The knee is a complex joint that is commonly injured. The accurate diagnosis of knee injuries requires a rather detailed knowledge of anatomy.
The knee is composed of three articulations: the medial and lateral condylar joints and the patellofemoral joint. The knee is capable of a wide range of motion, including flexion, extension, internal and external rotation, abduction, and adduction. In full extension, no rotary motion is permitted as the ligamentous structures are taut. This tightening with extension is referred to as "the screwing home mechanism." Beyond 20-degree flexion, the supporting ligaments are relaxed and axial rotation is permitted.1 At 90-degree flexion, there is a maximum of laxity allowing up to 40 degrees of rotation.
The surface anatomy, including the major muscles surrounding the knee, can be easily visualized and palpated. With the knee extended, the large, dominant vastus medialis and the smaller vastus lateralis can be visualized and palpated (Fig. 20–1A). The larger medialis pulls the patella medially during extension, thus preventing lateral subluxation or dislocation. The sartorius, gracilis, and semitendinosus muscles are palpable medially along their common insertion on the tibia, referred to as the pes anserinus (Fig. 20–1B). Laterally, the iliotibial tract and the tendon of the biceps femoris can be palpated.
Anatomy of the knee. A. Anterior view. B. Medial view. C. Posterior view. The semimembranosus tendon sends extensions to the medial meniscus and to the posterior aspect of the capsule. D. Lateral view.
The bony anatomy of the knee can also be palpated. The patella and patellar tendon are palpated along the anterior surface of the knee. Medially, the medial tibial plateau and medial femoral condyle are noted. The adductor tubercle extends posteriorly from the medial femoral condyle and can be palpated. The joint line can be readily located by noting the natural depression just medial and lateral to the patellar tendon with the knee in flexion. These indentations overlie the articular surfaces.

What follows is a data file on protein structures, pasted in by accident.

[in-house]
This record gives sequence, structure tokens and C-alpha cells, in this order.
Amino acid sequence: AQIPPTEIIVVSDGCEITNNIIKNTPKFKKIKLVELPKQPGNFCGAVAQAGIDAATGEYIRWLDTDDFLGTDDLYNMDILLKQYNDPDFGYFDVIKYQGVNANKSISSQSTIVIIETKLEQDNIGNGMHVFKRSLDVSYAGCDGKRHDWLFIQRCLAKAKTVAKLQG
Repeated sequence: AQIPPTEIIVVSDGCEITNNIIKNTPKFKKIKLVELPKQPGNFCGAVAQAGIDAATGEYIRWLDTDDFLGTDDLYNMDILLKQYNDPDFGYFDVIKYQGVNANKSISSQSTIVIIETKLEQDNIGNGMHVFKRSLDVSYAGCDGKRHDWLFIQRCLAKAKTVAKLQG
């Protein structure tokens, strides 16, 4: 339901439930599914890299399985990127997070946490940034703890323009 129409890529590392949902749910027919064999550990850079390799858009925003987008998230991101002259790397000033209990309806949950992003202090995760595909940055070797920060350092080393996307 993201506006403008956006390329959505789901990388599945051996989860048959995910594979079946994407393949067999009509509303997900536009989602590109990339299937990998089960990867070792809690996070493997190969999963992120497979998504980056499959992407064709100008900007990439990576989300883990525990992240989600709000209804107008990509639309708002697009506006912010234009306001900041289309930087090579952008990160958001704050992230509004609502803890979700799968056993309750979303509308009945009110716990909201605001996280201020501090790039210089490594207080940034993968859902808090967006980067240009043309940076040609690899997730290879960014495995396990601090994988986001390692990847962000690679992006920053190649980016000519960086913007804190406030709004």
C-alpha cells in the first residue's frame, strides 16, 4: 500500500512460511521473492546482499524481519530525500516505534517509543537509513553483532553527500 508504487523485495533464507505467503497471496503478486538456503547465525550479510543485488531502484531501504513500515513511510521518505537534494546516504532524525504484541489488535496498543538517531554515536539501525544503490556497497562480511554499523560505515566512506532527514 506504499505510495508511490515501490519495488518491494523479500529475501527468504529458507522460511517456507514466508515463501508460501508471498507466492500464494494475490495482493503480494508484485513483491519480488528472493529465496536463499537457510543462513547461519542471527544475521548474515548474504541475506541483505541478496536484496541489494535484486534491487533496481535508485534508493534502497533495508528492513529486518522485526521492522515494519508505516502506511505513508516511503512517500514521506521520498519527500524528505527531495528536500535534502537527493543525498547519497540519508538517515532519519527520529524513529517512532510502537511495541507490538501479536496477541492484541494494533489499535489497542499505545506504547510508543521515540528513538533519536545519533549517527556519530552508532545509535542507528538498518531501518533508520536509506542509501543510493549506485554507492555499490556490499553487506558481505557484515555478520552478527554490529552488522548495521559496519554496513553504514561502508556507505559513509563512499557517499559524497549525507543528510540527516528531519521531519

The patellar tendon inserts on the anterior tibial tubercle, which is easily palpable. The lateral tibial plateau is located just lateral to the tubercle. Posterior and lateral to the plateau is the fibular head, palpable just inferior to the lateral femoral condyle.
The medial meniscus is palpable along the medial joint line as the knee is internally rotated and gently extended. The lateral meniscus is not palpable, although injury to this structure reliably produces joint line tenderness. The menisci of the knee migrate anteriorly with extension. The medial meniscus is less mobile because of its attachment to the medial collateral ligament (MCL). With flexion, ...